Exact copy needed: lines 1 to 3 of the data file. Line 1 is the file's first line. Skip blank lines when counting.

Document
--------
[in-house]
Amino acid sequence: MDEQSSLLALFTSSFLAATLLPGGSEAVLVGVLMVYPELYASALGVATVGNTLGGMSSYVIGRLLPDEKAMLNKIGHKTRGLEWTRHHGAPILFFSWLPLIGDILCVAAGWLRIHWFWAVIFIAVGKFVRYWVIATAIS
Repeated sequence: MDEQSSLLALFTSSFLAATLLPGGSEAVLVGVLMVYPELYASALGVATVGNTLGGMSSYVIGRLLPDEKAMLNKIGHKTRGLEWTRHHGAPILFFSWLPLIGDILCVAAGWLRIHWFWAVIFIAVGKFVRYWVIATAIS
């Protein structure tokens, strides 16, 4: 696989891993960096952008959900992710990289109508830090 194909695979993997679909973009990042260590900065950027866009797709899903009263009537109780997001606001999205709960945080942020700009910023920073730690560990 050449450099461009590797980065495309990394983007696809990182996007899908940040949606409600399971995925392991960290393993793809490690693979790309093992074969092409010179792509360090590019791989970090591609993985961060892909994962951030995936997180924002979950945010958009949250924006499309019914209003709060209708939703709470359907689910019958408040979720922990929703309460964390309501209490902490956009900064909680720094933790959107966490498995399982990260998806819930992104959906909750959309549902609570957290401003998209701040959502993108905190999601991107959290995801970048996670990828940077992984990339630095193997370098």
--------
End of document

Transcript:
[in-house]
Amino acid sequence: MDEQSSLLALFTSSFLAATLLPGGSEAVLVGVLMVYPELYASALGVATVGNTLGGMSSYVIGRLLPDEKAMLNKIGHKTRGLEWTRHHGAPILFFSWLPLIGDILCVAAGWLRIHWFWAVIFIAVGKFVRYWVIATAIS
Repeated sequence: MDEQSSLLALFTSSFLAATLLPGGSEAVLVGVLMVYPELYASALGVATVGNTLGGMSSYVIGRLLPDEKAMLNKIGHKTRGLEWTRHHGAPILFFSWLPLIGDILCVAAGWLRIHWFWAVIFIAVGKFVRYWVIATAIS